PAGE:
Homma said the community service aspect of his training reminds soldiers of the humanity of those they may have to engage with in a conflict. If more people were fed and served, he said, they may never resort to violence.
“Martial art is not only kick, punch, use the weapon,” Homma said. It’s about “communication to other people.”
An enlightened community in Denver may hold fast as the city transforms around it.
Homma was born in Japan, the son of a decorated army officer who lost everything after the Second World War. His father left the military and became a shoe shiner, and the family descended into poverty.
But Homma found his way as he became dedicated to martial arts. Inspired by Judo he saw on TV as a kid, he took up the practice and found himself a student of Aikido. He traveled to the U.S. with some American soldiers as a young man. Their car broke down in Denver as they drove east across the country. Homma never left. He founded Nippon Kan in 1978.
When he bought the building on Osage Street, it was an empty industrial shell. George Blankenship, a former student and advisor, said Homma shaped the place from plans in his head. He directed his students as they used traditional carpentry tools to create his vision.
The tabletops inside the restaurant were discarded flagstone sidewalks he found. The plants in the garden out back began as $10 saplings from Home Depot.
As those saplings grew, so did Nippon Kan’s community and Homma’s philosophies.
Over the years, he’s traveled to Asian countries where he set up a dozen orphanages and schools. He’s led his students to the Auraria campus where they’ve served thousands of meals to people experiencing homelessness.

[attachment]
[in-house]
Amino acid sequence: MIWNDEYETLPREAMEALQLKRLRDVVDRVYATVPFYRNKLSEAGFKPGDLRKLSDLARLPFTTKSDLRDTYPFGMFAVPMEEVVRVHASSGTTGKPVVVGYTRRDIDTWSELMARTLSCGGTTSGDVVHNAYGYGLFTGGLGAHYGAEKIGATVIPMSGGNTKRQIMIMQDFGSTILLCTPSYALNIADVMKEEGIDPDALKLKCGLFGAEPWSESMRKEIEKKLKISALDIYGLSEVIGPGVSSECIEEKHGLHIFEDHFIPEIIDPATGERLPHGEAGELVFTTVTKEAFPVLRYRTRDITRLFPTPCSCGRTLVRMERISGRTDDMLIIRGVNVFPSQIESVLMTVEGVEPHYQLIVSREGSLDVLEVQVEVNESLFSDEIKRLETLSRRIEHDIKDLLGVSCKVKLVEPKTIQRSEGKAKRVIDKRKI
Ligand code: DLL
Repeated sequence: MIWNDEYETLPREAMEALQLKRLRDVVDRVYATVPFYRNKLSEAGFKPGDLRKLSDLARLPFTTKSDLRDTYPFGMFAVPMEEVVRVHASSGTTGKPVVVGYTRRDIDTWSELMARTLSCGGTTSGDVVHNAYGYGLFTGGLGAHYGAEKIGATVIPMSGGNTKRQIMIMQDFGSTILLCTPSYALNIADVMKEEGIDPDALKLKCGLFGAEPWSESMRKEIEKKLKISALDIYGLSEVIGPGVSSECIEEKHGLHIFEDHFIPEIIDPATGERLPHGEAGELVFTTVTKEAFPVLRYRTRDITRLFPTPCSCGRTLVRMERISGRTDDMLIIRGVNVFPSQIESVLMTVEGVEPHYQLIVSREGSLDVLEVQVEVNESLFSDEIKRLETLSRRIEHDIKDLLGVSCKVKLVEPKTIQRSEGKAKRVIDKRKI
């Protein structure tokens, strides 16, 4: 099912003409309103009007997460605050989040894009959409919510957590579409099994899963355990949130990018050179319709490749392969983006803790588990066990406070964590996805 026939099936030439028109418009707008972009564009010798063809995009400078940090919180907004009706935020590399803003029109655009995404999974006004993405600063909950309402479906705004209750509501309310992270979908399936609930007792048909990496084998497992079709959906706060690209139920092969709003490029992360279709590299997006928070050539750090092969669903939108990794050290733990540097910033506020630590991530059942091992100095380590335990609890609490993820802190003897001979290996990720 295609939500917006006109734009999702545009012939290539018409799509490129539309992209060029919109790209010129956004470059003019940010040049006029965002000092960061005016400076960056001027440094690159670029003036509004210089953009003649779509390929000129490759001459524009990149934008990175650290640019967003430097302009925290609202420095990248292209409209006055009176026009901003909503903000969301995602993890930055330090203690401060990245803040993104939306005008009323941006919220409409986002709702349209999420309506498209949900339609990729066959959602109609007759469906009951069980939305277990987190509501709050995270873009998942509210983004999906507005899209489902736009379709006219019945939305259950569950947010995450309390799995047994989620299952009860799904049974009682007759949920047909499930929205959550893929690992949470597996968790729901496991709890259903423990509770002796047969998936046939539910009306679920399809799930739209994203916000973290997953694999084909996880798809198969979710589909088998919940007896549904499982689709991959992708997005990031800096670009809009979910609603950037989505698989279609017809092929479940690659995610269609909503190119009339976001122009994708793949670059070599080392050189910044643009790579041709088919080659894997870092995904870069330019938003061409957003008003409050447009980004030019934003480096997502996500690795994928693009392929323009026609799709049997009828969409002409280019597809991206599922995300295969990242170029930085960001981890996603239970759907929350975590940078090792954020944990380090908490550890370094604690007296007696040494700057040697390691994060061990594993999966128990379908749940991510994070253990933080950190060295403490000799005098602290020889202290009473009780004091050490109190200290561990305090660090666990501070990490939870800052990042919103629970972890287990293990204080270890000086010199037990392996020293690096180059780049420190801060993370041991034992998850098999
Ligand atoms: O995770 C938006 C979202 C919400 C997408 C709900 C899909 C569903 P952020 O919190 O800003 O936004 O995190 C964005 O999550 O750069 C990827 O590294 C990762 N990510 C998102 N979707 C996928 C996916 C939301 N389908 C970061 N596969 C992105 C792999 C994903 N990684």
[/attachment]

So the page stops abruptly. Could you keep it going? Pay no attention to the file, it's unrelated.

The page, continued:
“Even though we are not physically in the dojo for most of these projects, we never leave the dojo,” Homma wrote in a 2008 blog post defining Engaged Budoism.
His time living in poverty and finding his own way out of it, he said, guides what he teaches his students.
Even as he nears 70 years old, he said, “I can’t stop.”
But, he admitted, he’ll have to retire someday. The fate of his restaurant and dojo are secure for now, but property taxes have risen in the neighborhood as buildings spring up around him.
And when he’s gone, he said, he’s not sure if any one person could replace him.
“Nobody can continue this,” he said.
But Jason Lowrey, one of Homma’s instructors, said the point was never to create a dojo dynasty.
“People get the tools, the resources, to run their own schools,” he said.
Lowrey’s not sure what will happen to the building once Homma retires, but that’s not exactly important.
“As sensei says, there was just an empty factory here,” he said. “It’s not the space that makes this place. It’s the people that makes this place. That’s what he’s constantly sharing with us.”
Bryon Hays, Nippon Kan’s chief technical instructor and the organization’s vice president, said those people were attracted to Homma and his dojo because of his unique vision. The cultural exchange, the emphasis on service and the comprehensive lifestyle keep people in its orbit.
“We learn from each other. We experience each other,” he said. It’s a refreshing experience in a world that’s “factionalizing,” he said.
Blankenship, like the rest, agreed there’s something there beyond the building and the restaurant.
“Theres a community here that lasts forever,” he said.